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First Known Use of dinosaur

1841, in the meaning defined at sense 1

History and Etymology for dinosaur

borrowed from presumed New Latin *dinosaurus, the base of Dinosauria, former reptile taxon, from Greek deinós "inspiring dread or awe" + -o- -o- + New Latin Sauria, former reptile suborder, from Greek saúros "lizard" + New Latin -ia -ia entry 2 — more at deinonychus, -saurus

Note: The taxonomic name Dinosauria as well as the vernacular form dinosaur were both introduced by the British biologist and paleontologist Richard Owen (1804-92) in "Report on British Fossil Reptiles. Part II," Report of the Eleventh Meeting of the British Association for the Advancement of Science ("Held at Plymouth in July 1841") (London: J. Murray, 1842), p. 103: "The combination of such characters, some, as the sacral ones [i.e., the sacral vertebrae fused into a single structure], altogether peculiar among Reptiles, others borrowed, as it were, from groups now distinct from each other, and all manifested by creatures far surpassing in size the largest of existing reptiles, will, it is presumed, be deemed sufficient ground for establishing a distinct tribe or sub-order of Saurian Reptiles, for which I would propose the name of Dinosauria. [Footnote to the above] Gr. deinòs, fearfully great; saúros, a lizard." Although Owen's "Report on British Fossil Reptiles" purports to be the record of an oral presentation given at Plymouth in July, 1841, the detailed contemporary accounts of Owen's lecture do not mention dinosaur or Dinosauria, and it is now clear that he only introduced the word with the extensively revised version of the report released in April, 1842. The background to Owen's report is analyzed by Hugh S. Torrens in "Politics and Paleontology: Richard Owen and the Invention of Dinosaurs," M. K. Brett-Surman, et al., editors, The Complete Dinosaur, 2nd edition (Indiana University Press, 2012), pp. 25-43. Offprints of Owen's article have the publication date 1841, but, as Torrens demonstrates (p. 34), this was an error (perhaps deliberately uncorrected by Owen). Owen's rendering of Greek deinós (a word with a wide semantic range) as "fearfully great" is at odds with the conventional notion that dinosaur means "terrible lizard" in Greek. Although "terrible" (i.e., terrifying) is a possible translation of deinós, it does not appear to be the meaning Owen intended.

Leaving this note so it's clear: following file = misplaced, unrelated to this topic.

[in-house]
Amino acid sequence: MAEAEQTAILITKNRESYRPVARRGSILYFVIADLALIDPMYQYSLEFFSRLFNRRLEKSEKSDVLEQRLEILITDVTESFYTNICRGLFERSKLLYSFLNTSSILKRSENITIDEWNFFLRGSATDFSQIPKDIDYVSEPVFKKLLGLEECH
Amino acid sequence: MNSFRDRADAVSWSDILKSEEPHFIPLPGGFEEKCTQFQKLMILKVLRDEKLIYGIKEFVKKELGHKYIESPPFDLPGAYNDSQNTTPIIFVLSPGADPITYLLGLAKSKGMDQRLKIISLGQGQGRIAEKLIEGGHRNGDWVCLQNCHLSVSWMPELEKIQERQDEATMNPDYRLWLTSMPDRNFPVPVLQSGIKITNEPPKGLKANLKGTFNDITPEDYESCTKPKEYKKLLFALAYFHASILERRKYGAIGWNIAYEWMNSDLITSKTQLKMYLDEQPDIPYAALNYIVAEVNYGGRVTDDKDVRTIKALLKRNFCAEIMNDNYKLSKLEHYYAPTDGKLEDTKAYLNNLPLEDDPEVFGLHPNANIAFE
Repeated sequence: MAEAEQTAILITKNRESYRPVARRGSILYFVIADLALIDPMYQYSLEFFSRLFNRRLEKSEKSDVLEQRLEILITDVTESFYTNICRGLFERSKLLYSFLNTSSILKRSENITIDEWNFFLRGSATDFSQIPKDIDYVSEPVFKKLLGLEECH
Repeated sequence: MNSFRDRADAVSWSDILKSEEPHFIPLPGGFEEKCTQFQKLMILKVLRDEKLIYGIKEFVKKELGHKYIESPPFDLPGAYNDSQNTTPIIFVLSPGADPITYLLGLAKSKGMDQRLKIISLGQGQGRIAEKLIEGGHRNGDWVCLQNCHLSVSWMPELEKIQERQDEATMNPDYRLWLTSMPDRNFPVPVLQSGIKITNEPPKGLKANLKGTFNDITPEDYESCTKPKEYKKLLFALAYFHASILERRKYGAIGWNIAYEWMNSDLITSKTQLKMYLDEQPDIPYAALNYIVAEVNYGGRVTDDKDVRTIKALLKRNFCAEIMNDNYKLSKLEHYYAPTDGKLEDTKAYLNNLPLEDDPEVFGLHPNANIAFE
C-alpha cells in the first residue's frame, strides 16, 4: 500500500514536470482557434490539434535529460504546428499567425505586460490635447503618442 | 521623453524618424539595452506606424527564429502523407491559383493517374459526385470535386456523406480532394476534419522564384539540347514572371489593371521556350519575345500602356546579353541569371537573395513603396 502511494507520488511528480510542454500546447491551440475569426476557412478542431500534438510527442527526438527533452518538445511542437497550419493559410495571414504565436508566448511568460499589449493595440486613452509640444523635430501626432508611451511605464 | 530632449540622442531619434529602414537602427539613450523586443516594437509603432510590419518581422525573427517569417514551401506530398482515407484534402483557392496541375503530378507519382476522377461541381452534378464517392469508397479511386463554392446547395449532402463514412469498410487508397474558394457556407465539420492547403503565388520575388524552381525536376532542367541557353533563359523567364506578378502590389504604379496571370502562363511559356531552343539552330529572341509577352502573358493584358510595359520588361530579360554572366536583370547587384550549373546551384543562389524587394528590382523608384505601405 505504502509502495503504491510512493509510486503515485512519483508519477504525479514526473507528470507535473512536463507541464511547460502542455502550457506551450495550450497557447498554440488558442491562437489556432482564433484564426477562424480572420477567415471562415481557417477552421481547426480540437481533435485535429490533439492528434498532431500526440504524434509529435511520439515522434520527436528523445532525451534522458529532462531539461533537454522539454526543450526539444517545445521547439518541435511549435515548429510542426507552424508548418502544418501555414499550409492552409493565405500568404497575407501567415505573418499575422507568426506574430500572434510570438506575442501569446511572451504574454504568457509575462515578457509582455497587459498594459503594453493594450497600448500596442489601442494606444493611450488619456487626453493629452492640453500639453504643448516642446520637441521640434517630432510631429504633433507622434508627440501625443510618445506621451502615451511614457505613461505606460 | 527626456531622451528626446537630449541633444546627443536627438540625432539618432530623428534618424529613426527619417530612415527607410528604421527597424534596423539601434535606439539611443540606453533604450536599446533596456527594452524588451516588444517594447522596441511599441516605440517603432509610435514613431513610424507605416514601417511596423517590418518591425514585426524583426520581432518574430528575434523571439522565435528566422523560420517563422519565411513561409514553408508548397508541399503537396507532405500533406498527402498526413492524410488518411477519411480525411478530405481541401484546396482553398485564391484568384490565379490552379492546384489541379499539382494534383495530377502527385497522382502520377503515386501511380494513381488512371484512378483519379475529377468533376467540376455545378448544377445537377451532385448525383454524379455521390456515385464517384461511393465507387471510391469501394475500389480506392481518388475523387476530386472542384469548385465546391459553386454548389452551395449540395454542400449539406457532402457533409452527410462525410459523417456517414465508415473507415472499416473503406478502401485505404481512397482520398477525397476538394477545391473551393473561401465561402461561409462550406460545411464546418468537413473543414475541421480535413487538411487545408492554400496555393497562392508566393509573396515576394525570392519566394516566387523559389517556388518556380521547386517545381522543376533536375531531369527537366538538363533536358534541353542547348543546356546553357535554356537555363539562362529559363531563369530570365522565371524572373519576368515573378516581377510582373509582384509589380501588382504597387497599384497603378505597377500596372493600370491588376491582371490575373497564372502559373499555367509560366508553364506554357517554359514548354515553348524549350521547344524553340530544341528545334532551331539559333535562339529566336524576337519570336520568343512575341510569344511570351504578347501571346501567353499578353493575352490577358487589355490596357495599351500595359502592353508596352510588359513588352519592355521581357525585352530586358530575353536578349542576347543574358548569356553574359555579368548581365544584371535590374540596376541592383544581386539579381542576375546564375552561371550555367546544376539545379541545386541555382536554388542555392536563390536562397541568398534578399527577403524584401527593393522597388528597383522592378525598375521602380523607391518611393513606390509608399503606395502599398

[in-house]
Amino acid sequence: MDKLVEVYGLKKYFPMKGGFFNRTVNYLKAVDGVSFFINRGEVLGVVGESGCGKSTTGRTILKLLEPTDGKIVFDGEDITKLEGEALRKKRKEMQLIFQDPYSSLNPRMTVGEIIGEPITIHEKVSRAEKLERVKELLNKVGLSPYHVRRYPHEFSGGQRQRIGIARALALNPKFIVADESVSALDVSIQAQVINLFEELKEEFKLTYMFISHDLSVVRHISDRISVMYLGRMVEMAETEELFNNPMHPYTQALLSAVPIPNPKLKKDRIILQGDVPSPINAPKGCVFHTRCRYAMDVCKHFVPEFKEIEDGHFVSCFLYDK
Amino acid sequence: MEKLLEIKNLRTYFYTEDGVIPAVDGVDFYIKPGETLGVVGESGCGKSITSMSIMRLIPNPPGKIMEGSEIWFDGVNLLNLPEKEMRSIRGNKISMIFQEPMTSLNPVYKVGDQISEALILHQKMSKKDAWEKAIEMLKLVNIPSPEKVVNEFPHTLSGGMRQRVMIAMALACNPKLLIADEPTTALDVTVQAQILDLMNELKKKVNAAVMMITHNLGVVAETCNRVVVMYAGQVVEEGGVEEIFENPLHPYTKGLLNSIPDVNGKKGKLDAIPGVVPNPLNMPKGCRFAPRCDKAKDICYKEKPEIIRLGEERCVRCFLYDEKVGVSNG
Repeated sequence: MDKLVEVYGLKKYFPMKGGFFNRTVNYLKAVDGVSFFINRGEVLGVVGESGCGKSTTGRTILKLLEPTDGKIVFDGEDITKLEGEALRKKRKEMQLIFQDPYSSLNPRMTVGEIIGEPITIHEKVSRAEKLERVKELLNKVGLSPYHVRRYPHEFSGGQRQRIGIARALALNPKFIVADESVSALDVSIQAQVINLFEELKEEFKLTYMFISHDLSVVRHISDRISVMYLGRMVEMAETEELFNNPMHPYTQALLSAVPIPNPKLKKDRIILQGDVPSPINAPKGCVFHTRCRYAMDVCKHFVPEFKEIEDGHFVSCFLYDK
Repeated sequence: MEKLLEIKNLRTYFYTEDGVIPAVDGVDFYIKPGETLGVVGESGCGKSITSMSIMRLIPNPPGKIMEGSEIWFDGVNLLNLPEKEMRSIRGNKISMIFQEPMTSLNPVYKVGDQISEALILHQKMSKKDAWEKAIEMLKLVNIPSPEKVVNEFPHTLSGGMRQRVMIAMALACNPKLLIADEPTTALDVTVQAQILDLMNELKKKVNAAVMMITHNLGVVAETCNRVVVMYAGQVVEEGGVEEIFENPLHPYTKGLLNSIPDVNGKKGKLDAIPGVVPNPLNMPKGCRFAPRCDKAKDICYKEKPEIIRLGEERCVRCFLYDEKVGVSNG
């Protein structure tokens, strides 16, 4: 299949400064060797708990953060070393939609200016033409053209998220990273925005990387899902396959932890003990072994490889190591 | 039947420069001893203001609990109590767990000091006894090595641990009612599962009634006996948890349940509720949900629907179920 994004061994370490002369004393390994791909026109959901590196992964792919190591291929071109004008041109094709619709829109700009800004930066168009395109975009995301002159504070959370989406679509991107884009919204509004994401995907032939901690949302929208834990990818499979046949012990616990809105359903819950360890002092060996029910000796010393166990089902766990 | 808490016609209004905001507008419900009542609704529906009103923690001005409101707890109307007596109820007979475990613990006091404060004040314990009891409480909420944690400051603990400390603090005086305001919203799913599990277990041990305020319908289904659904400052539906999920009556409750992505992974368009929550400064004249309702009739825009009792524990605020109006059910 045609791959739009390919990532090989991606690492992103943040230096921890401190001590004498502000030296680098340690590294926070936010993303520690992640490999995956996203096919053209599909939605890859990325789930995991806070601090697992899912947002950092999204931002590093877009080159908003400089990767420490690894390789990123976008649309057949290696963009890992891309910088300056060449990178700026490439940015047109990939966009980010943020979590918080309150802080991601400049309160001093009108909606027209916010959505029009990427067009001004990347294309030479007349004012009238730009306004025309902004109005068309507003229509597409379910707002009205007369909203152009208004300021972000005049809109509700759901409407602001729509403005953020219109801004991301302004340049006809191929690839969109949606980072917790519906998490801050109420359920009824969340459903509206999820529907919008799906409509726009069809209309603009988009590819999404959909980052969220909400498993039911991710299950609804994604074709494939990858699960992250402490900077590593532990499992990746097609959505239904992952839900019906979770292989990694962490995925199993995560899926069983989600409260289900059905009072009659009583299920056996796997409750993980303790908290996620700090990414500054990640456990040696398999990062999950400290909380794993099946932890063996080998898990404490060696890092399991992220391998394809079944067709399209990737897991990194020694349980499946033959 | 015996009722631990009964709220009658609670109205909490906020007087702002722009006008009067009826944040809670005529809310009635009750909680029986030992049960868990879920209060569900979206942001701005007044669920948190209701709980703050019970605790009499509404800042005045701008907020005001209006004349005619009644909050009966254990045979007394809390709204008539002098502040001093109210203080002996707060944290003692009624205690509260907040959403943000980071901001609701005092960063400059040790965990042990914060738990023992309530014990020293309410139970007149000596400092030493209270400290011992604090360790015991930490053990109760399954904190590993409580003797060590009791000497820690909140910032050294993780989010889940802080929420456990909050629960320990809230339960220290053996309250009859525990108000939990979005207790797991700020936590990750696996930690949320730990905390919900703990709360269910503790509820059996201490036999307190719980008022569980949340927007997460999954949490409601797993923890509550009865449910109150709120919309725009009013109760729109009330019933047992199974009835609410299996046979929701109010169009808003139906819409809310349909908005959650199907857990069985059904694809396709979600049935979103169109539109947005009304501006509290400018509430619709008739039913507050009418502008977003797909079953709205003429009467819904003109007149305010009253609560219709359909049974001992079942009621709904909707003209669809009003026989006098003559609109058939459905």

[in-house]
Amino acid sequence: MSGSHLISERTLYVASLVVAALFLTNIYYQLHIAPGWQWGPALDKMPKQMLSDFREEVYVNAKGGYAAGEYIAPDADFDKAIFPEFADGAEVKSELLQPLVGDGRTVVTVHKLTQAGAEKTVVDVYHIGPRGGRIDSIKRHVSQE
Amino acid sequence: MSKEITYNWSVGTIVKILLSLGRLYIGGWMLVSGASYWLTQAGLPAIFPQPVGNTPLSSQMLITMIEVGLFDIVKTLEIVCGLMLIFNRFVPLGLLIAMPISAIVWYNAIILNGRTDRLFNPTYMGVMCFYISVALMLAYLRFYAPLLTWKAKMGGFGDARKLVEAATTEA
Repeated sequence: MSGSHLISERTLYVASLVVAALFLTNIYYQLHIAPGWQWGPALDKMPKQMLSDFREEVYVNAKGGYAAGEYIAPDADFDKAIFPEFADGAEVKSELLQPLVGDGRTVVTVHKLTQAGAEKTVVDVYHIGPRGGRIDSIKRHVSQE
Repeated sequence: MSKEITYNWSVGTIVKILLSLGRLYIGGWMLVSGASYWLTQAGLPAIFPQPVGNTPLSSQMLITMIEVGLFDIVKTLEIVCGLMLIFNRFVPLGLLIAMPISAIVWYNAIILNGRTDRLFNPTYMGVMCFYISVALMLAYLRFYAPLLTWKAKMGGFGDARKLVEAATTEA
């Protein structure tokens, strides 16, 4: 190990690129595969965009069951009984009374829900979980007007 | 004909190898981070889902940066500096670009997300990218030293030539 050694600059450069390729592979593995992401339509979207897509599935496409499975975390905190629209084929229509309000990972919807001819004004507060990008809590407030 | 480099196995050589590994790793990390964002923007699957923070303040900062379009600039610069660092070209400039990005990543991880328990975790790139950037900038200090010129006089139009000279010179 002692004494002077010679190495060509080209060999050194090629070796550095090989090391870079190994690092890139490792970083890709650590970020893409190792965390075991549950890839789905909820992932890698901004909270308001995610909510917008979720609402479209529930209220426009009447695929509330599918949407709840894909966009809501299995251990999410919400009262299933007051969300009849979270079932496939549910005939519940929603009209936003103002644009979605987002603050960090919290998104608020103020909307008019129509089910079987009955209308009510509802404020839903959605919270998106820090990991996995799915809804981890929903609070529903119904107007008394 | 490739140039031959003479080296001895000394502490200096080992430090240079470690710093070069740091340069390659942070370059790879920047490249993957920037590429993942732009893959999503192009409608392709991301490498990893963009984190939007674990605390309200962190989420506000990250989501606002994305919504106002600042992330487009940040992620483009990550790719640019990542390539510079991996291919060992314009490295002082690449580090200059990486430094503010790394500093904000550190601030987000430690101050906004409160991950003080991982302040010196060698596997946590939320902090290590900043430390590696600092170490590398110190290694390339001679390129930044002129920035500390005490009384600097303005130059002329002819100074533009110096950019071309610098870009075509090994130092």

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The first known use of dinosaur was in 1841

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Dictionary Entries Near dinosaur

Dinornithidae

dinosaur

Dinosauria

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Last Updated

18 Oct 2021

Cite this Entry

“Dinosaur.” Merriam-Webster.com Dictionary, Merriam-Webster, https://www.merriam-webster.com/dictionary/dinosaur. Accessed 27 Oct. 2021.

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More Definitions for dinosaur

dinosaur

noun

English Language Learners Definition of dinosaur

: one of many reptiles that lived on Earth millions of years ago
: someone or something that is no longer useful or current : an obsolete or out-of-date person or thing

dinosaur

noun
di·​no·​saur | \ ˈdī-nə-ˌsȯr How to pronounce dinosaur (audio) \

Kids Definition of dinosaur

: any of a group of extinct often very large mostly land-dwelling reptiles that lived millions of years ago

More from Merriam-Webster on dinosaur

Nglish: Translation of dinosaur for Spanish Speakers

Britannica English: Translation of dinosaur for Arabic Speakers

Britannica.com: Encyclopedia article about dinosaur